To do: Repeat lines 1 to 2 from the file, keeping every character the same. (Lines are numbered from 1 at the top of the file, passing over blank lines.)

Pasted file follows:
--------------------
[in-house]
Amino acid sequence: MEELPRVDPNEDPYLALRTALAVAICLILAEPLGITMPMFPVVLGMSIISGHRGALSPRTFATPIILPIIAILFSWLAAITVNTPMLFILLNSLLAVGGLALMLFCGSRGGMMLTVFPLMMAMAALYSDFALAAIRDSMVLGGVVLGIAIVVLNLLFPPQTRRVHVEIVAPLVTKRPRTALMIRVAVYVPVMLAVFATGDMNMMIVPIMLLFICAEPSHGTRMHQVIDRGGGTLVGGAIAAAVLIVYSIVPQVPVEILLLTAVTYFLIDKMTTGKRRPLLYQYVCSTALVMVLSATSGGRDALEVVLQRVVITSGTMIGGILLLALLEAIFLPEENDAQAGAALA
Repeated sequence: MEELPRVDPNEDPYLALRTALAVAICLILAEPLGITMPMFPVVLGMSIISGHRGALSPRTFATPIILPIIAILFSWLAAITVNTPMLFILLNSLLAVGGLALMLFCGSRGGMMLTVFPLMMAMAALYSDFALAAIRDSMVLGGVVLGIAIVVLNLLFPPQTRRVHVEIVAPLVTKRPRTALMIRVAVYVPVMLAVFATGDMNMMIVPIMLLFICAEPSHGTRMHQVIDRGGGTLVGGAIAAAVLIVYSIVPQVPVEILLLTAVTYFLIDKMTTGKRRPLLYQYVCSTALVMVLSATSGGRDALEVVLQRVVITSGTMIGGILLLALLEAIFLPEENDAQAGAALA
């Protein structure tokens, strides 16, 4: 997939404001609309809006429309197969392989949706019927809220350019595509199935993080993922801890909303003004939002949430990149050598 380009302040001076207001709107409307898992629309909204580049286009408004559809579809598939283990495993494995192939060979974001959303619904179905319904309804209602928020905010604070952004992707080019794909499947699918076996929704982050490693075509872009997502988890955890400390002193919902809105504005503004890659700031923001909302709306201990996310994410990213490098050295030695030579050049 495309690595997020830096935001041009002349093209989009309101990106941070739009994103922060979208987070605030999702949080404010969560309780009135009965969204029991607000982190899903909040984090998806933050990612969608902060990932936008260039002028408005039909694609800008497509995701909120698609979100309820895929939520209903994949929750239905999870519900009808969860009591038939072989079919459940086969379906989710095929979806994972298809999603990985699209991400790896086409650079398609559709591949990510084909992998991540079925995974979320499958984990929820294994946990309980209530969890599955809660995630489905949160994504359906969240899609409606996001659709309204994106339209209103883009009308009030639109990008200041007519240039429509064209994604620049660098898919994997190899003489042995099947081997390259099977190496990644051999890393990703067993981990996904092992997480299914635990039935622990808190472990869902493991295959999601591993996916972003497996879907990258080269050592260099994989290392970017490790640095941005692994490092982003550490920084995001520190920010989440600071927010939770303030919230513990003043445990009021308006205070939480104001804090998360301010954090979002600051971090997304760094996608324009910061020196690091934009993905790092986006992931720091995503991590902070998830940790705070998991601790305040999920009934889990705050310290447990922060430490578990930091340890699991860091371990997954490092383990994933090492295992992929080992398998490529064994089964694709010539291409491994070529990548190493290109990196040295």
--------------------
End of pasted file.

[in-house]
Amino acid sequence: MEELPRVDPNEDPYLALRTALAVAICLILAEPLGITMPMFPVVLGMSIISGHRGALSPRTFATPIILPIIAILFSWLAAITVNTPMLFILLNSLLAVGGLALMLFCGSRGGMMLTVFPLMMAMAALYSDFALAAIRDSMVLGGVVLGIAIVVLNLLFPPQTRRVHVEIVAPLVTKRPRTALMIRVAVYVPVMLAVFATGDMNMMIVPIMLLFICAEPSHGTRMHQVIDRGGGTLVGGAIAAAVLIVYSIVPQVPVEILLLTAVTYFLIDKMTTGKRRPLLYQYVCSTALVMVLSATSGGRDALEVVLQRVVITSGTMIGGILLLALLEAIFLPEENDAQAGAALA